About the Freedom of Information Act
The Freedom of Information Act (FOIA), 5 U.S.C 552, is a federal statute that provides a process by which every person may request access to federal agency records. Federal agencies are required to disclose records upon receiving a written request for them unless those records are protected from disclosure by any of the nine exemptions and three exclusions* of the FOIA. The FOIA applies only to federal agencies and the records in its custody. The FOIA does not create an access to records held by Congress, the courts or by state and local governments. The FOIA allows agencies to charge fees for costs related to providing the requested documents. All requesters are placed into one of the fee categories.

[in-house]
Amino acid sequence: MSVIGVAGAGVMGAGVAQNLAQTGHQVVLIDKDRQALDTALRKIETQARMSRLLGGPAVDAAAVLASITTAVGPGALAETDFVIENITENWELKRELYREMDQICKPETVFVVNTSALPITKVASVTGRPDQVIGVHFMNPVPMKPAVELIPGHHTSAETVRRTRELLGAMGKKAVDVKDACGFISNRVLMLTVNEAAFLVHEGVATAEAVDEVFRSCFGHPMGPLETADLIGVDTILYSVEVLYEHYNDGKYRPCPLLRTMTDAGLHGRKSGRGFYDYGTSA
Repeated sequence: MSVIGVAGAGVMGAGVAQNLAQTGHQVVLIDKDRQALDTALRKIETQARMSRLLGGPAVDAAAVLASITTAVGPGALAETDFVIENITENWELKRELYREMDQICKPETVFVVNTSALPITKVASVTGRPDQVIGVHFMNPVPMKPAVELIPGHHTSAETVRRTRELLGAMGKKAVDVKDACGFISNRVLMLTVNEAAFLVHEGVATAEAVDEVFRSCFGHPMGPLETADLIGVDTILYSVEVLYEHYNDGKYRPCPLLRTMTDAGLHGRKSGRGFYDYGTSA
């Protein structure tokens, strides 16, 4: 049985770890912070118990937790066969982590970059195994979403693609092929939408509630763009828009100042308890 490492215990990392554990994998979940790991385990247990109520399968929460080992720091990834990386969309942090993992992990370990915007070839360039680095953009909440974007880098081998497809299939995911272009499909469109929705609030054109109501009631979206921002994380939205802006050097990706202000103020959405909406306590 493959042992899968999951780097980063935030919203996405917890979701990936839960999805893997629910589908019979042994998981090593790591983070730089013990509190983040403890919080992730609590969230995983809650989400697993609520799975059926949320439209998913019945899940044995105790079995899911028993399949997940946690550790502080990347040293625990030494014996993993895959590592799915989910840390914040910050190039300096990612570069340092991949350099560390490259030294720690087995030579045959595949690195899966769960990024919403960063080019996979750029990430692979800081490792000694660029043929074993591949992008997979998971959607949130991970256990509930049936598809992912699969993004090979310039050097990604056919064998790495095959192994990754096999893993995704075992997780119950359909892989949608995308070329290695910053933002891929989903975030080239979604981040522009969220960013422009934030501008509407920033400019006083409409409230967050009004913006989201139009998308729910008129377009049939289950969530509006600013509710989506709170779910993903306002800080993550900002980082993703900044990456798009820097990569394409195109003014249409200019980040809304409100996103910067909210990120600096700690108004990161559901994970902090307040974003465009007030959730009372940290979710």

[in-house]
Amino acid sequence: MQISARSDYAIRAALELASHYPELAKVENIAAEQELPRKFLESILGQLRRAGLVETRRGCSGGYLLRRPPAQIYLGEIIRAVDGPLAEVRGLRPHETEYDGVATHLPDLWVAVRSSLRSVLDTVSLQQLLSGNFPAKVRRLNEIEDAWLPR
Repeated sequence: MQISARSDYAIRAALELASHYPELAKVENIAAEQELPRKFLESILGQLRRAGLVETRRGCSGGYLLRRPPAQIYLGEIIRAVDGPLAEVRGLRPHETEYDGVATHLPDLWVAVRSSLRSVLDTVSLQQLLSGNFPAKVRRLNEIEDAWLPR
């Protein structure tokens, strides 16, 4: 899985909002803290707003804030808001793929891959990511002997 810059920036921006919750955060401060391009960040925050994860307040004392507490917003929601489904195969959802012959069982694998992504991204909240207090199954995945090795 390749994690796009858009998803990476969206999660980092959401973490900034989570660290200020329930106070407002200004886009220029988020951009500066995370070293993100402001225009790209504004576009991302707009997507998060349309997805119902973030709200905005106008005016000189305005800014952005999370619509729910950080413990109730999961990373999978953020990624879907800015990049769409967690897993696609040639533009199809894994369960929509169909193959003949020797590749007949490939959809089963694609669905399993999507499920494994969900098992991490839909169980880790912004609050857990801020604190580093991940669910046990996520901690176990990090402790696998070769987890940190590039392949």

The FOIA does not require agencies to answer questions, or to create records to respond to a request.
The FOIA establishes nine broad categories of information that may require protection. If DLA denies any part of your request, we will explain the reasons for the denial, which FOIA exemptions apply, and your right to appeal our decisions. Briefly, the exemptions protect:
- Classified material
- Internal personnel rules and practices
- Information prohibited from release by other Federal statute
- Trade secret, commercial, and financial data submitted in confidence
- Government privileged information
- Information affecting personal privacy
- Information compiled for law enforcement purposes
- Bank regulation documents
- Information pertaining to wells
* The three exclusions are rarely used and pertain to particularly sensitive law enforcement and national security matters.
FOIA Regulations Applicable to DLA